Saturday Surprise — In Pictures

One of the suggestions for the new Saturday Surprise feature came from Eschudel of Zombie Flamingos who suggested a ‘Snapshot Saturday’ with unusual or interesting pictures from the week.  Sounded like a good idea, so I went in search of and found a hodge-podge of unusual, touching pictures, but as I was loading them onto this post, I concluded that there needed to be a theme.  So, I sat down and ate dinner, responded to comments from the day, chatted a bit with the family, and then when I came back to work, a theme hit me!  (No, it didn’t hurt … at least not much.)  What about unusual animals?  So, I once again went in search of … and I found some really, really strange creatures (no, I wasn’t in a bar!!!).  So … sit back and take a look at some of these guys!

The Panda Ant

Panda-ant

The Mutillidae are a family of more than 3,000 species of wasps (despite the names) whose wingless females resemble large, hairy ants. Found in Chile, they are known for their extremely painful stings, hence the common name cow killer or cow ant. Black and white specimens are sometimes known as panda ants due to their hair coloration resembling that of the Chinese giant panda. (Image credits: Chris Lukhaup)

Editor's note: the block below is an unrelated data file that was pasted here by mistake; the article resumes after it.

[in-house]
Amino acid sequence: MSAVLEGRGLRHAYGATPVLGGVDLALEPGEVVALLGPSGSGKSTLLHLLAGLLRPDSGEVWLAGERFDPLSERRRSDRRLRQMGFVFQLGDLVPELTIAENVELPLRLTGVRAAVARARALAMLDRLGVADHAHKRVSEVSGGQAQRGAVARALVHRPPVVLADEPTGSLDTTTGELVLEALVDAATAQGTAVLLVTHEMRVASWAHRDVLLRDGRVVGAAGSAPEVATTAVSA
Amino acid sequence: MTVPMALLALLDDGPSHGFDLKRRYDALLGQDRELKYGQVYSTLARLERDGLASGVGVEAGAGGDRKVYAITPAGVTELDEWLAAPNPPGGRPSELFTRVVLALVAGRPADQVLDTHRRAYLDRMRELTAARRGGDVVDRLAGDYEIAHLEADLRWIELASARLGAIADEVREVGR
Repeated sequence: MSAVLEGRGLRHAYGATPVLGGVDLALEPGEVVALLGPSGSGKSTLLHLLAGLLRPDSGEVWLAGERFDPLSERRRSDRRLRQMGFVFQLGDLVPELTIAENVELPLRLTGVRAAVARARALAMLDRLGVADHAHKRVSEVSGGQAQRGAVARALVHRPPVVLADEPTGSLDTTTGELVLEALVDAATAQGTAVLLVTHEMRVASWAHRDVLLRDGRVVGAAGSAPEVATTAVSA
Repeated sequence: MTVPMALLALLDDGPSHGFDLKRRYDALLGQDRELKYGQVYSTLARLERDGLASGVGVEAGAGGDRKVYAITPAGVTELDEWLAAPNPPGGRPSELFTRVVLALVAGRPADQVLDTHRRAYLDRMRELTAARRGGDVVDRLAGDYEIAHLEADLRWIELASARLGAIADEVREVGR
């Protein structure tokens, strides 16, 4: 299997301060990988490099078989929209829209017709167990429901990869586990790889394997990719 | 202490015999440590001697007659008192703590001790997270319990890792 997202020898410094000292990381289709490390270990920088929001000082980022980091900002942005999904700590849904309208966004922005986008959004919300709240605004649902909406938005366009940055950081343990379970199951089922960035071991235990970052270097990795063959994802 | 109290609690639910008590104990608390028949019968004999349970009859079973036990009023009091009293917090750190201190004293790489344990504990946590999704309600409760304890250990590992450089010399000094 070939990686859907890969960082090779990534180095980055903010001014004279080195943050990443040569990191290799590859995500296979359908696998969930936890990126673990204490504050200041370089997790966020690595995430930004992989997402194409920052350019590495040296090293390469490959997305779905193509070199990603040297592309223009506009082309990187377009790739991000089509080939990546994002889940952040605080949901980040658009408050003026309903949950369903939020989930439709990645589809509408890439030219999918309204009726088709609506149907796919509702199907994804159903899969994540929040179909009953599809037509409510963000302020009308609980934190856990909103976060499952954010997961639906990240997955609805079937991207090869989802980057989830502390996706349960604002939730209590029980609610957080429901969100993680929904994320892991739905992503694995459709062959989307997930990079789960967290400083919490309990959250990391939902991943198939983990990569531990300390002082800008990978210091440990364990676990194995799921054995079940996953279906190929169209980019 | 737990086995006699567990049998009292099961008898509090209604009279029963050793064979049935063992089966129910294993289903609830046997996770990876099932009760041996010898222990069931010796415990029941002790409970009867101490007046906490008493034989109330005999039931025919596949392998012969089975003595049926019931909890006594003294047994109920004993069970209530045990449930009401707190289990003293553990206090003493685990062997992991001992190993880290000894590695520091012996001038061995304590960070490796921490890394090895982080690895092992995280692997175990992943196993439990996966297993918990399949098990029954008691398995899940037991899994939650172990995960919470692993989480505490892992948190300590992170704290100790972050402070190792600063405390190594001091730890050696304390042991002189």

Hummingbird Hawk-Moth

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As this hawk-moth feeds on flowers and makes a similar humming sound, it looks a lot like a hummingbird. What’s interesting is that it is surprisingly good at learning colors. (Image credits: Jerzy Strzelecki | unknown)

Glaucus Atlanticus (aka Blue Dragon)

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Also known as the blue dragon, this creature is a is a species of blue sea slug. You could find it in warm waters of the oceans, as it floats on the surface because of a gas-filled sac in its stomach. (Image credits: unknown | unknown | paulhypnos)

Venezuelan Poodle Moth